This is a 2021 Netflix original movie but I chose it for the second piece in my series on fairy folklore in movies/television because of the wider theme. It is a children's movie and a Santa origin movie (surprisingly non-Christian) but for all that it does have a good amount of older folklore and hints of fairy beliefs that are reasonably accurate.
This blog will contain minor spoilers, so be warned if you haven't watched the movie yet.
The gist of the plot of the of 'A Boy Called Christmas' is that Nikolas lives with his father in a kingdom that has lost all hope. Nicholas's mother died and his father is sent on a quest (along with other men) by the king to restore hope to the kingdom by proving magic is real and finding the fabled Elfheim, home (as the name implies) of the elves. Nikolas is left with his horrible aunt who badly mistreats him and eventually decides to leave to find his father after finding a hidden map to Elfheim left by his mother, who used to tell stories of a girl who spent the winter with the elves there (spoiler: she was that girl). Over the course of his adventures Nikolas proves to be a truly kind and giving boy and eventually finds the elves, the magic, and the spirit of Christmas, which in this movie is a sort of nebulous winter festival of joy the elves celebrate*.
So, on to the fairy folklore:
- The elves are a hidden people, which is inline with older folklore, and at one point Nicholas is in the middle of their town and doesn't know it because he can't see any of it. At least not until he is shown how to. This is all actually really accurate to many beliefs about the Good Folk.
- The elves are around 4 to 5 feet tall, live in a society much like a human one, and are both helpful and dangerous to humans. Again this is all fairly accurate to older folklore and honestly very refreshing to see especially in a children's movie.
- Besides elves we also see a Troll and a pixie. The troll is large and dangerous, but not especially smart, and the pixie is human-sized, with wings, and a rather malicious sense of humour. The troll - given the wide array of troll folklore - is more or less what one might expect a troll to be like. The pixie, while I would quibble with the wings and ears, is at least in size and personality close to what one would expect. I did find the inclusion of a Welsh/Cornish pixie in what is otherwise framed as a northern European-esque story a bit odd but given how the whole of it was handled I'm willing to give it a pass.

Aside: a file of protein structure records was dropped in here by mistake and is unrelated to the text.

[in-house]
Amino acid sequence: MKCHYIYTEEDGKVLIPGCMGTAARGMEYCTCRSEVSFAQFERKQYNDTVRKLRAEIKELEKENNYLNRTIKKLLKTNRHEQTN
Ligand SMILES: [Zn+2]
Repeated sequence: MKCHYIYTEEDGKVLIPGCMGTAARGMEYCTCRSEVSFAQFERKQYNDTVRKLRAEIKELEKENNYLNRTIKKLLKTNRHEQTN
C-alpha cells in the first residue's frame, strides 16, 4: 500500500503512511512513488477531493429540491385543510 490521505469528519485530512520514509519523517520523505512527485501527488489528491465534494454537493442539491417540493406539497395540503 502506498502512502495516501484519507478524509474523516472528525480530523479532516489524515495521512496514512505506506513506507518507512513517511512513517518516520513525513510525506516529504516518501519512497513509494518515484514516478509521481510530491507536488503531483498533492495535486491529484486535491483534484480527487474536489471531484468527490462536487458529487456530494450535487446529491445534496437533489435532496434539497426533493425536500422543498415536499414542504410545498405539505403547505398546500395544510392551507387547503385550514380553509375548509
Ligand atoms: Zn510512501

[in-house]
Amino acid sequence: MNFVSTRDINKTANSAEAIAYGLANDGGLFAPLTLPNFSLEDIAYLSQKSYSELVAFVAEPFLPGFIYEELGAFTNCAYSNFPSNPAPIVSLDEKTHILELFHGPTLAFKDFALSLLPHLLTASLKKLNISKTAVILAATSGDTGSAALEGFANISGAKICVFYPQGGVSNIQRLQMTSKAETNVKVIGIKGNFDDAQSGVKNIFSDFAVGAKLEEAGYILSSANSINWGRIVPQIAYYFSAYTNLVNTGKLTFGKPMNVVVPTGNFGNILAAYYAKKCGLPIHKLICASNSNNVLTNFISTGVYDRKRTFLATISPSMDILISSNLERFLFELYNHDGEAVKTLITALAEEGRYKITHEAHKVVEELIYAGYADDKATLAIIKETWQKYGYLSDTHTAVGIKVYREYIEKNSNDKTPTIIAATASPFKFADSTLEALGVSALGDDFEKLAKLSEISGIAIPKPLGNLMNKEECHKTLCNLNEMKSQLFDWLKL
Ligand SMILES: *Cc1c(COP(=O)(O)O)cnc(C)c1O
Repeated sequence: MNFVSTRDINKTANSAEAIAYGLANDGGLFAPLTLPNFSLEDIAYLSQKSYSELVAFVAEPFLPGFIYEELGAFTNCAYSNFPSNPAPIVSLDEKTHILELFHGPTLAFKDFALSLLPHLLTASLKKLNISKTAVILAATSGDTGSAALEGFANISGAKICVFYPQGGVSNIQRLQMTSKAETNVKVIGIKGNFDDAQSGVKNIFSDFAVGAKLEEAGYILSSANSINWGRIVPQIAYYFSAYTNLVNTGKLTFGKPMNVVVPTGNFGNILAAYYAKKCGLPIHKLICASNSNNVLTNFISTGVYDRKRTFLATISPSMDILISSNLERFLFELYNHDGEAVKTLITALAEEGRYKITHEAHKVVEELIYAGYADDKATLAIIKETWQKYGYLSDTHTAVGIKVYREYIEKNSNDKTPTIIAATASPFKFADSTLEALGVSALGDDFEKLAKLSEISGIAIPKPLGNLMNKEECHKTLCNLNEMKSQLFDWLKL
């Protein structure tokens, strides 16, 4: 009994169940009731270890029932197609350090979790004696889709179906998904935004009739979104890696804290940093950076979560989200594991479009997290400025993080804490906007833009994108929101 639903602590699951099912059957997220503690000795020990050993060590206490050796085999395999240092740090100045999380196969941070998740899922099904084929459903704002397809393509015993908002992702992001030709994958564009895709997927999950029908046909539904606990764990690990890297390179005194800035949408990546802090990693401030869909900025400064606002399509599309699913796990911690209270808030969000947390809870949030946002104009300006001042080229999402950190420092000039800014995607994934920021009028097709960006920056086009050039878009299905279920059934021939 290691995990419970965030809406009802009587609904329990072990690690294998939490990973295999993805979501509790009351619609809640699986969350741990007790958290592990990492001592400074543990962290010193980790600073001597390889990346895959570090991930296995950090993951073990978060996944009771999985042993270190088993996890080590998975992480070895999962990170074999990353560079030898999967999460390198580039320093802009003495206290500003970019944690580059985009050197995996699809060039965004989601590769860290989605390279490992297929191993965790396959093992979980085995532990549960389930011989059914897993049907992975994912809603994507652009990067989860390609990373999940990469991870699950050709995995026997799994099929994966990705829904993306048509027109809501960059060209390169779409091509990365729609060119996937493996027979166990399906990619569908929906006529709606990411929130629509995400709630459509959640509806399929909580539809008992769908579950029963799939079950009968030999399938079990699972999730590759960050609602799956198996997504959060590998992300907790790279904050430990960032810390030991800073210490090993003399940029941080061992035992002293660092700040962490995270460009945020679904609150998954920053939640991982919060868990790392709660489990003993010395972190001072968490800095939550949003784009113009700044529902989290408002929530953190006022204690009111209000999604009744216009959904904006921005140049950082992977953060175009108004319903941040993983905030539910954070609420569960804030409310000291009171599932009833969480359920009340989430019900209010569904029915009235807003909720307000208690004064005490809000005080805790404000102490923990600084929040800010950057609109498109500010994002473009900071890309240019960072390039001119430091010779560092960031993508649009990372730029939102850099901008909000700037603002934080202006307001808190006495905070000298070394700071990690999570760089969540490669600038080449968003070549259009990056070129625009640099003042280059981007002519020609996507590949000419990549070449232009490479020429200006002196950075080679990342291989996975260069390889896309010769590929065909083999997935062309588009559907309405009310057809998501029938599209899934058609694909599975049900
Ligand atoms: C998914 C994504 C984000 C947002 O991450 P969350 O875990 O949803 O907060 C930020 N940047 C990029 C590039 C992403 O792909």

- The pixie can only tell the truth. Now this is a debated point in fairylore and likely doesn't apply to pixies, as there isn't a tradition in the areas pixies come from of the Good Folk only speaking the truth, but it is a concept found elsewhere. So this one is a bit of a mixed bag as folklore references go and its taken to an extreme where the pixie must speak the truth even when its rude rather than the wider belief that the Good Folk don't lie but can be very deceptive. I'm still including it here though as its an aspect of fairy folklore not often mentioned in media.
- One of the elves holds a serious grudge against all humans because of the actions of a few and because of a hurt done by a human (unintentionally) long ago. This definitely seems to reflect the stubborn nature of the Good Folk. The reaction of the elf and actions she takes because of it are also quite extreme which is also very reflective of older folklore. Elves always tend to have extreme reactions when they react to things.
- The humans kidnap an elf child. So this isn't fairy folklore obviously but I did find it to be a fascinating reversal of changeling folklore, where instead of the elves taking a human child the humans take an elven one, for nefarious purposes (as a prisoner to prove magic exists)
- Elves have magic which is both benevolent and malevolent. This is another thing that often gets treated badly in movies and tv, where we see elves as either effectively magicless or as mostly able to do helpful things (think Tauriel's healing spell in The Hobbit for example). In this movie we see elves both healing as well as using magic in more negative ways to control or attack others. I enjoyed the nuance of it.
*okay that part was kind of weird to be honest but I'm not opposed to a depiction of an entirely secular Christmas